Unlocking the Old Testament Part 40 Jeremiah 2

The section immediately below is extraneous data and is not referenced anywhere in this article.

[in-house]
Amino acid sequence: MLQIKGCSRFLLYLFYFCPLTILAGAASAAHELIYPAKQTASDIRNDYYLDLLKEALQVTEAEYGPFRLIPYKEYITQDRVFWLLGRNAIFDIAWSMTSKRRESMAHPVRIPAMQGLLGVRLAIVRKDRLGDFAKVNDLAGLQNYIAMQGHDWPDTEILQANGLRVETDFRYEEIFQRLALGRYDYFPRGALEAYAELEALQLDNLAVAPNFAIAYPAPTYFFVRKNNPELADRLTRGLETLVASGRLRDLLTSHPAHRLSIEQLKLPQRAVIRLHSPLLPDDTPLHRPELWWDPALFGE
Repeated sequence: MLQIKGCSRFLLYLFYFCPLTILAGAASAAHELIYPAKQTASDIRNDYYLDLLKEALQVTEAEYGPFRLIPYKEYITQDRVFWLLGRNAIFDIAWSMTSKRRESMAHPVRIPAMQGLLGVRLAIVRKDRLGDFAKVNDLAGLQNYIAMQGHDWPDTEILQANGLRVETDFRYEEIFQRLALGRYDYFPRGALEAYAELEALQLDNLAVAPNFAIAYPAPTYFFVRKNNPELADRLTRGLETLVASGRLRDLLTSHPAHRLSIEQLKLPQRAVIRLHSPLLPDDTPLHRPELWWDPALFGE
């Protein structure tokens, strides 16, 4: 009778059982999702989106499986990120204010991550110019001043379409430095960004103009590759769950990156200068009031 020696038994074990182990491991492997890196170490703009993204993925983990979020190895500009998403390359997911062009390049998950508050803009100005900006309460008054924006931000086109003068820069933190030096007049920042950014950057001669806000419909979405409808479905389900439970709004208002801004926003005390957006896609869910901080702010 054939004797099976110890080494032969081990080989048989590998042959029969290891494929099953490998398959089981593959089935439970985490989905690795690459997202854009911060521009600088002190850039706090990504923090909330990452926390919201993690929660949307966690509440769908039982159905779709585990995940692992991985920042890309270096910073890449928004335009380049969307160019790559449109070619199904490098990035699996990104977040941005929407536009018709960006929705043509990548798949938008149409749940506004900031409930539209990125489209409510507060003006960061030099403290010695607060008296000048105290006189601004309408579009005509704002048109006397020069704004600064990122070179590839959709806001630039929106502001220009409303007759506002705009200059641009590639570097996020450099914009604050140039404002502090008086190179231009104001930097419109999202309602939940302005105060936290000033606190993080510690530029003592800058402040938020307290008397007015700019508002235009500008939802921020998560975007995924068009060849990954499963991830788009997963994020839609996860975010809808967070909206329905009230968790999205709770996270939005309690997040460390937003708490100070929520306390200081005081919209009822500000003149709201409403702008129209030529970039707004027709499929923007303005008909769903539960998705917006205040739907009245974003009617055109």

Well let's pick up the story of Jeremiah where we left off in the previous talk. We are now looking at the message of Jeremiah and we're looking at the ways in which his message was very similar to that of the other prophets. We saw first that he talks about the apostate people of God and how they've turned away from God - and when you turn away from God, you turn away from goodness; and when you lose him, you lose the good side of life - and the bad side comes to the surface, because we are basically evil even if we know how to do good things. And when God removes his restraint - or as Paul puts it in Romans 1 "When men give God up God gives men up" - and when God gives men up, the worst side of them comes to the surface and the bad things come out in society. And we all know that but for the grace of God, we would be much worse than we are, if he hadn't kept his hand on us. And when I read of the terrible things that people do and read about them in the newspapers, I have to remind myself I'm capable of being just like that - given the right circumstances, given the right pressures. There aren't men and beasts - all men can be beasts and all women, if God takes his hand off us. So we have an apostate people, they've given up on God so God has let them go and let the worse side come out. The second major theme that he has in common with other prophets is that this is bound to lead to disaster. God has got to deal with it - he can't allow his people to go on like this; and so he said he's going to bring the Babylonians. But those who say that Jeremiah is all bad news really haven't read him properly because when he looks further into the future, he's got a lovely optimism about the ultimate restoration of his people. I want to read a bit to you. I don't often have time to read the Bible in these talks, I hope you read the Bible before and after these talks - but let's just look first at the New Covenant. He says: “The time is coming declares the Lord, when I will make a new covenant with the house of Israel and the house of Judah. It will not be like the covenant I made with their forefathers when I took them by the hand to lead them out of Egypt because they broke that covenant, though I was a husband to them, says the Lord. This is the covenant that I will make with the house of Israel after that time, declares the Lord. I will put my law in their minds and write it on their hearts, I will be their God and they will be my people. No longer will a man teach his neighbour or a man his brother saying, know the Lord, because they will all know me from the least of them to the greatest, declares the Lord, for I will forgive their wickedness and will remember their sins no more.” But many readers in church stop there; I want to read on. “This is what the Lord says, he who appoints the sun to shine by day, who decrees the moon and the stars to shine by night, who stirs up the sea so that its waves roar, the Lord Almighty is his name, only if these decrees vanish from my sight, declares the Lord, will the descendants of Israel ever cease to be a nation before me. This is what the Lord says only if the heavens above can be measured and the foundations of the earth below be searched out will I reject all the descendants of Israel because of all they have done, declares the Lord.” He is guaranteeing that he will keep his side of the covenant and there will always be an Israel - and there still is. And the fact that the name Israel is back on the map today is proof that God keeps his promises. There'll always be an Israel. We sing ‘there'll always be an England’ - that is not certain, far from it; but there will always be an Israel because God promised them that at long as the sun, moon and stars are up there, they will be down here. This is the ultimate restoration of his people and there are some very precious things; if you read the previous chapter, it's all about ‘I'll bring them home again’ they'll come rejoicing, singing and dancing when they come home again. And sometimes I’ve been there on their Day of Independence at the beginning of May, and I have been dancing in the streets with 40,000 young people and they just put babies down under the trees and know they'll be safe, and then they dance through the streets because they are a nation again under God. It’s very exciting. Well now, he not only promised that he would bring them back, though it was Jeremiah who said ‘70 years’, and many years later Daniel read that in the exile, and he realised the 70 years were nearly up and he was so excited because Jeremiah had said it'll be 70 years and they were nearly through. It was to ensure as we saw that the land got it's rest, and that that generation who were turned out of the land died so they couldn't come back. God only promised to bring their children back and those children had been born in Babylon, they had never seen their own land but there's a whole emphasis in chapter 30 on I'll bring them home. That's a magic word - home - where you belong; this is where they belonged. But he also promised them a new leader - a new king; he gave him a lot of titles he called him the Good Shepherd, the Righteous Branch, the Messianic Prince, the shoot from David's tree, the Fountain of Life. He talked about this coming King in these beautiful terms and he also promised that this man would come and would restore the throne to them. So that's the ultimate restoration. The fourth and last point that he made which the other prophets make is that their enemies would be punished, the Babylonians would be punished, all those who'd been against Israel would be punished. God had allowed the Babylonians to take them off but he promised that he would punish them. Habakkuk particularly is a prophet who made that point. But all Israel's enemies - God will avenge his people and there's a list of them: Egypt, Philistia, Moab, Ammon, Edom, Damascus - or Syria - Kedar, Hazor, Elam and last of all Babylon. And Jeremiah promises that one day Babylon will be conquered by another world power - we now know it was going to be Persia - and that conquest of Babylon by Persia would be the release of the Jews to go back home, because Cyrus was a very benevolent ruler and he wanted to send the people who’d been taken to Babylon from wherever to go back home. And it was Cyrus who had an interesting policy - I'm jumping ahead in history now - Jeremiah doesn't tell us this but we find it from other books. Cyrus, having conquered Babylon, and wanting to be a very humanitarian ruler said, all of you who’ve been taken from your homes, go home; but he said, when you get home, be sure to build a temple to your God in which you can pray for me. And he said that to every captive people - but of course it meant that the Jews had his authority to rebuild a temple, but perhaps you didn't know that all sorts of other nations went back home and built temples to pagan gods - but that was Cyrus. He said, I want you to build a temple to pray for me - and within that overall direction, the Jews were able to go back and rebuild the temple. So Jeremiah was a prophet to the nations and there's a whole section at the end of his book which predicts what will happen to all the nations who have attacked Israel or been unkind to them, and it's God who will wreak that vengeance, not Israel. The Jews therefore - and this is in Jeremiah - would need to leave Babylon; they must not stay there when they could come home. And I’m afraid the majority did - only 50,000 out of 1,000,000 or so actually came home - and to this day Jews who've stayed in Iran and Iraq have a very difficult time. But I'm afraid when you've been born in a country and you've built up a business in a country, to leave all that and to repeat what Abraham had to do from the same place and leave it all behind and go to a country you've never seen - it's not easy. But God told them through Jeremiah, now be sure you come back. Now at this point, rather than go on with this - I'm going to come back to it - I want to just look at the whole shape or structure of the book of Jeremiah just to see how that message which he has in common with other prophets is laid out. And again I find, to get the overall shape… Now I did tell you that Jeremiah was a bit of a jumble - it's not in chronological or topical order - nevertheless, there is a pattern that you can see and this is the pattern. It's really quite simple: there is a prologue chapter 1 is about how he was called by God as a young man - as a teenager - and how he was terribly shy and that he was afraid of public speaking; and if you're afraid of public speaking, to be called to be a prophet is a bit of a problem. And then, from chapter 2 to 45 is all about this sinning nation, his own nation of Judah, and he is saying the retribution - the punishment - is coming very quickly, it's just about to come. And so it covers the years 627 to 605 BC, and it's mainly poetry which means he's communicating God's feelings to them - how God feels - God's regret and his anger, God's conflict of emotions. He loves them but he cannot let them go on as they are, every parent knows that kind of conflict; and he says clearly, Babylon will destroy Assyria and will defeat Egypt - because I'm afraid at the end, those weak kings of Judah were saying, if we make a treaty with big powerful Egypt they will protect us against Assyria, or against Babylon. And Jeremiah said, no, Babylon’s going to defeat Egypt - no use making a treaty with her, you've got to trust God. So often the Jews, you know, think that the way to peace is to make a peace pact with people outside Israel, and all through the Old Testament God says, that's not the way to get peace. I wonder just how relevant that is to what's happening right now. Israel has to look to God for peace. When it starts making pacts with those who are her enemies, Jeremiah says that's not going to work and violence will rebound on you - and maybe we're seeing just that in the news from the Middle East. Now that's chapters 2 to 20, and then chapters 21 to 45 is the good news when he looks beyond all that to the ultimate restoration; and when he realised it was hopeless, that this disaster was going to come, he then gave them this longer-term view of the ultimate restoration of the people again. And now it's mainly prose, now it's mainly thoughts rather than feelings from God. See the difference? When God talks about the immediate situation, it's his heart that's involved and his feelings, but when he looks further afield, he's simply sharing his intentions for the long-distance future - which are not so hot as it were - not so emotional. And in the long term, after Babylon has deported Judah and Jerusalem is devastated, nevertheless, some will come back and rebuild it and the situation is not totally lost. Then towards the end of the book, chapters 46 to 51 are all about the nations around Israel who have been a problem to her and that God will one day deal with them. The restoration of Israel will be accompanied by the judgement on those who have caused her troubles. That's how the God of justice operates in history. Chapter 52 is a kind of epilogue about this dreadful national catastrophe that's breaking on Jeremiah's people and it really is written in the last chapter 52 when it happened, and it describes how Jeremiah was taken away to Egypt, and Jerusalem was left empty and devastated. Well now, so far we’ve simply been looking at the things that Jeremiah says that all the other prophets have said, but there are three things that he says which are quite unique to him, new emphases rather than totally new things, but they are said in a way that other prophets do not say them, they are quite unique to this prophet Jeremiah. And the first is his great emphasis on spiritual living, he’s been called the spiritual prophet because he is the one prophet who says that religious ritual is worse than useless if your heart isn't in it. In fact, some have thought Jeremiah thought the whole system of sacrificial offerings to God was a waste of time, but he wasn't exactly saying that, but what he was saying is that the outward ritual of worship is not all that important. What God is looking for is your heart behind it -whether you are really engaged in spiritual activity. In other words, Jeremiah said, it doesn't matter if your body is circumcised or not - it's whether your heart is circumcised. There's this emphasis on heart religion, emphasis on getting the spirit of the Law, and the priests were encouraging the idea that religious observance is somehow a substitute for godliness. Now when you've got professional priests and professional clergy and pastors and vicars who really are mostly concerned about how many people they can get into the church and taking part in the services, you've got the same sort of situation. Because really, that's not what God is wanting. What God is wanting is godly living - and going to church is no substitute for godly living; and raising money for a new church building is no substitute for a heart that wants to give to the poor, And so Jeremiah puts this tremendous emphasis on the spiritual aspect of religious life. He is a very spiritual man and he's concerned with the human spirit. Now of course, he's preparing them for the day when they would lose the temple and not be able to offer sacrifices, when the only things they would have in Babylon would be - not a temple but a synagogue, and the word synagogue is a Greek word ‘sunagogei’ which means to come together, that's all it means. ‘Sun’ - together, ‘gogei’ - to come. A sunagogei or synagogue is a lot of people coming together - but what could they come together for? They couldn't come together to let the priests offer sacrifices, and so priests were going to be out of a job in Babylon because all the priests were connected with the temple and the altar and the sacrifices. But looking further ahead, I wonder if you can see this - that actually this changed to doing without a priesthood and without sacrifices and without a temple but coming together for three things - praising God, praying and reading the scriptures. This was to lay the foundation for church life in the New Testament because we don't have a temple, we don't have altars, we don't have vestments, we don't have incense, we don't have priests, we don't have sacrifices - we just have a table. And we come together to pray and to praise and to read the scriptures and study them, and actually synagogue worship became the pattern for Christian worship; can you see that? And the early churches were just Christian synagogues because we now don't need a high priest, we don't need a sacrifice. Jesus has died - it's all obsolete, the veil of the temple has been torn in two because the curtains are taken down when the place is empty - and so all this sacrificial ritual we don't have or we shouldn't - I'm afraid it tends to creep back in if we're not careful. But all the paraphernalia of the priesthood and the vestments and the incense and the altars, that is now obsolete as the letter to the Hebrews tells us, but we do still need to come together for what we can do and that is to pray and to praise and to study the scripture - and that's the basic outline of Christian worship. So what the Jews were going to have in Babylon is what we now have because in fact we are in exile; did you realise that? We are ‘strangers and sojourners’, we're the diaspora - the dispersion - now, we're just passing through. The real temple is up there, it's not down here anymore and Jesus our high priest has entered beyond the veil and taken the sacrifice of himself into the Holy of Holies and so every church now is simply a Babylonian synagogue. Now there's something for you to really think through. But the application of it is terribly important because the temptation of the Christian church from the beginning has been to go back to the ritual of the temple and to have priests and to have altars and incense and vestments and it's a reversion. And Jeremiah was one of the men who liberated even the Jews from all that so that they could survive without it and in Babylon meet together, come together in sunagogei - in synagogues - to pray and to praise and to read the scripture. Now this is a unique emphasis in Jeremiah, and that's why we call him the spiritual prophet, he was setting them free from all the outward ritual so that when they lost it - been taken away from it all - they would remain the people of God. It's quite a thought isn't it? He’s the only prophet who could foresee that they would have to find a form of religion without all the temple and its paraphernalia. The next unique thing is that he really emphasised that in the new covenant, God is going to deal with individuals, he's not going to deal with groups, people in the mass, he's going to make this covenant with each individual - not with the whole people. And that is one of the striking features of the New Covenant as it comes in the New Testament - there's an emphasis on each individual. God loved the world and he sent his only begotten son that ‘whoever’… and Jesus was constantly saying, ‘if any man’ follow me - each one, that's the emphasis that's coming. Before that, people thought that God saw them as a mass - ‘my people’ - but that's got to change and though God is punishing them as a people, when they get back from exile, God's going to deal with each one individually and he makes this real statement just before he outlined the New Covenant. Let me find it and read it to you. “In those days” - this is when you get back here – “in those days people will no longer say the fathers have eaten sour grapes and the children’s teeth are set on edge. Instead, everyone will die for his own sin; and whoever eats sour grapes his own teeth will be set on edge.” Now that's a complete change because you must have noticed how often in the Old Testament God dealt with them corporately and he said, the sin of this generation could go on affecting to the third and fourth, and the father who’s sinned can cause with his children to sin - the father who eats sour grapes, the children’s teeth are set on edge. No longer! He said, in the New Covenant, God will deal with each person individually for their own sins - and the New Testament has picked that up. And the New Covenant is an individual covenant with each generation separately. That's why I said earlier God has no grandsons, certainly not in the New Covenant - and you can't inherit a place in the kingdom and even though your parents are in, God deals with you as an individual - and you need to come in too. Now that has profound implications even on such things as baptism for example. In the New Covenant, these things are for each individual and each individual must accept personal faith in the Lord or they can't be in the kingdom. You certainly can't be born into it - you can only be born-again into it. So the implications of all this are very far reaching. Ezekiel who came after Jeremiah would pick up this same emphasis and he would say exactly the same thing - that each person will be judged for their own sin and nobody else’s. And that is why in the New Testament on the Day of Judgement, you can't stand in a group, you can't come as a family, you can't come as a church congregation - each person stands alone and is only answerable for their own sins and you're not answerable for anybody else’s. So this great switch from God dealing with a people to dealing with the individual is first sounded in Jeremiah and then picked up by Ezekiel - and the whole New Testament is based on that understanding. The third unique emphasis is on the political side. More than any other, even more than Isaiah, Jeremiah gives political advice to the rulers of Israel because when Israel is shrinking and about to disappear, they tried to play off one super power against another, and again and again he said, it's no use your going to Egypt, they're powerful but they're not going to be able to protect you because Babylon is going to defeat them too. And he said, it's no good fighting against Babylon because if you do, God is sending them to take you and you'll lose. He said, my political advice is - give in to Babylon, co-operate with them, get the best terms you can for surrender. Now of course, to the last few kings of Israel that was treason to suggest giving in, not even trying to defend Jerusalem. He said, surrender it; you might preserve the city but if you try and fight these Babylonians, the whole city will be destroyed - it'll be utter ruin. So welcome the Babylonians, co-operate with them – say, yeah we don't mind living under you but let's come to some terms. But they would not listen, and his political advice was turned down by one weak king after another; he was called a traitor. He even said, Nebuchadnezzar, the king of Babylon, is coming as God's servant. Now can you imagine somebody in 1939 saying, Adolph Hitler is God's servant, co-operate with him, get the best terms you can? Such talk – well, certainly after Churchill became Prime Minister - we'd have been absolutely horrified with that advice. But that's the word that Jeremiah had to give - not an easy word to give because it looks as if you're siding with the Babylonians. Well, he advocated surrender to the Babylonians - that's when he put a yolk on his shoulders and he walked around Jerusalem and said, you must accept the yolk of Babylon; and before the Babylonians had come, that was a terrible message. Because it was saying you've got to accept the occupation like the Channel Islanders had to accept the German occupation, not easy for them. Well now, those are the unique things that he said and when the king of Babylonia came, he actually offered Jeremiah to put him on his honours list. Can you imagine how the other Jews would feel about that? When king Nebuchadnezzar… ‘arise Sir Jeremiah you helped us’, and so that led I'm afraid to what I've called the maltreatment of Jeremiah - you can understand it perhaps. Mind you, it had begun right at the beginning in his home town. It's interesting that the first attempts to kill Jeremiah came from his own relatives in the village of Anathoth - that's why he had to move house. They plotted to assassinate him because it injured their family pride that this teenager was going around upsetting the whole of Jerusalem. The whole family was very angry with this young man - you're going to get us into trouble with the king - and they actually plotted to kill him. God had a little word for him then, he said, I'm only training you for worse. What a comfort! This is getting you ready for much worse trouble - it's all there in the book. So from then on, he was branded a traitor. He was rejected by the other prophets because they were false prophets, he was rejected by the priests because he spoke against the priests' job, the temple and the sacrifice, he was rejected by the princes because he was a political traitor, and he was rejected by the people. And there was one plot after another to assassinate him - and none of them succeeded, but more than once he barely escaped with his life. He was beaten and imprisoned by the priest, Pashhur, and he was flung into a dimly lit dungeon. At other occasions, he was put in the stocks with his hands and feet locked in the stocks and he was pilloried, he had an iron collar on him - and finally he was put in a cistern, that's a kind of deep well shaped like a flask with a narrow neck so that the water didn't evaporate. They used to keep their water in these cisterns. The result was that when the water was taken out, it left mud silt in the bottom and an empty cistern was like this flask with a little hole at ground level and then about four or five feet of soft mud in the bottom. And you can still see such cisterns, there are a lot of them on the top of Masada which you can still see and you can see the silt that the water leaves in the bottom. They threw him into that and he found himself up to his neck in the slime. Can you imagine that in that dark place - just seeing daylight through a little hole up above your head - and having to stand? He couldn't sit down, he had to stand all the time or he'd have drowned in this mud - and it was a foreigner actually, not an Israeli, a foreigner let down a rope and said, get it round under your elbows and I'll pull you out. A foreigner took pity on him and got him out of the cistern. He was often in hiding. There were few remaining in Jerusalem who would seek his advice. Finally, he was forcibly removed by the Jews who fled to Egypt when the Babylonians came - and there he died. His death is not in scripture; he died in obscurity, little dreaming that he would become world famous and that we'd be talking about him 2,000 years – more – later. Quite a story. Now it's because of all this that he's called the weeping prophet. He wasn't a happy man but then, would you be? And it's his misery that comes out again and again - and in the next talk I'm going to talk about a whole book in which he weeps from start to finish, it's written in tears. It's called Lamentations. But even in the book itself, his miserable life comes out because he wasn't afraid to let us know how he prayed in those situations, he bared his soul. He revealed his feelings and he was deeply hurt, this wasn't a thick-skinned man who didn't mind what people said about him. This was a very sensitive man and he was deeply hurt because he was regarded as a traitor by his own family and by his own fellows and because all the prophets were against him and all the priests were against him and all the kings were against him. Loneliness is what the man suffered. His physical sufferings were bad enough, but he felt not only trapped by man, he felt trapped by God - that was the real hurt, the real pain. He felt as if God had given him no choice, God had called him to this and shut him into it, and God had somehow trapped him into this ministry; and he frankly says he resented this and he cried out to God against it, and it's the mental and emotional suffering that came out of this loneliness and rejection. One of the worst things was this, God said, I forbid you to marry Jeremiah because if you did, you'd only have to see your children starve when the Babylonians came. And so this was another way in which he got the message across. He would say, I've never married and I'm not having children because I'm not bringing children into the world right now just to watch them suffer. There's a powerful message - but it meant that he didn't even have a wife to go with him. It's interesting how God used prophets and their marriages to communicate the message. For example, he told Hosea to marry the prostitute so that he could preach from that experience how he felt about an unfaithful wife. And then he told Ezekiel, Ezekiel your wife's going to die tomorrow and you're not to weep - because my wife's going to die and I'm not weeping - and Ezekiel had to go through that. Now here's Jeremiah - he's got to remain a bachelor. And so these men were told that their life must reflect their message and they had to live it out and in this way, God was able to communicate his feelings to them. And Jeremiah was feeling very lonely and trapped, and he says when he felt most trapped, I know oh Lord that a man's life is not his own, and it's not for a man to direct his steps. Some of the most heart rending passages he cries out God you've given me a hopeless task; and one of those cries – it’s widely quoted - he said, if I decide that I'll never talk about God again, there is a hidden fire burning in my bones; I am weary with forbearance and I cannot contain it. And the poor man is saying, I'm never going to preach another sermon and then he says, but I can't stop it - it's burning in my bones; I've got to let it out. And that's the trap he felt himself in, that he really had no choice because his heart was burning for God and even when he made a decision never to preach again, he just found himself out on the streets preaching again. He hadn't really been forced into it by God; God never forces people, but you can understand the feelings that he'd been trapped. Now I'm quite sure in heaven he's saying, it was all worth it. But at the time, it doesn't feel like that, does it? At the time, it feels that God has trapped you and put you in a corner and made you do something - but someone had to do it. But his prayer life is quite unique. I haven't time to go through it but if you read the prayers of Jeremiah, there are about seven of them all the way through in which he's written down just how he talked to God and the sheer honesty of the man, very honest. He told God exactly what he felt - you should do that you know because God knows how you feel anyway - so why tell him what's not true? There's a place for honesty in prayer. One of the classic cases I came across - well it's a letter I received from a lady in Harari in South Africa. I wonder if you know the lady? But she had a terrible car crash and for many years she was in dreadful pain and it got worse and worse. And one night, she was walking to her bedroom after three hours of being unable to sleep, and she'd cursed God for three hours, cursed him for three hours because of the pain of all these long years after the car crash. And she caught her foot in the rug and fell on the bed and became unconscious. And she woke up in the morning and the sun was straight through the window in her eyes and she thought she'd gone to heaven. And boy, was she afraid; she thought, my last hours on earth were spent cursing God, and then she realised it was the sun shining and she felt her hands and they were still there, so she felt her legs and they were still there and she thought, that's strange, and she got out of bed and she had no more pain and she was running around the bedroom. Then she ran out into the street, she was stopping people in the street to tell them, and then she went to a doctor, and when she went into the surgery, the doctor said, my, you're pretty sprightly this morning. She said yes, Jesus has healed me. And the doctor said, praise the Lord, he was a Christian too. He said, how did he heal you? She said, well I cursed him for three hours. God can take a challenge. Argue with God like Habakkuk did. You will never win the argument; but he likes people to argue with him. He wants to know how you really think and how you really feel; then he patiently and tenderly puts you right. You study Jeremiah's life in all his unhappiness, in all his feeling of being trapped by God into this ministry, in all the isolation and loneliness of having everybody against you - and not being able to have a wife to stand with you. In all that, this man prays to God; he was miserable but he told God he was and he had it out with the Lord; and whenever you feel like that, that you're trapped, you know? Perhaps if you're a preacher and you feel, I never want to preach again if the people treat me like that, then just read Jeremiah's prayers and you'll find yourself going ahead. Well that's the prophet and we'll finish there.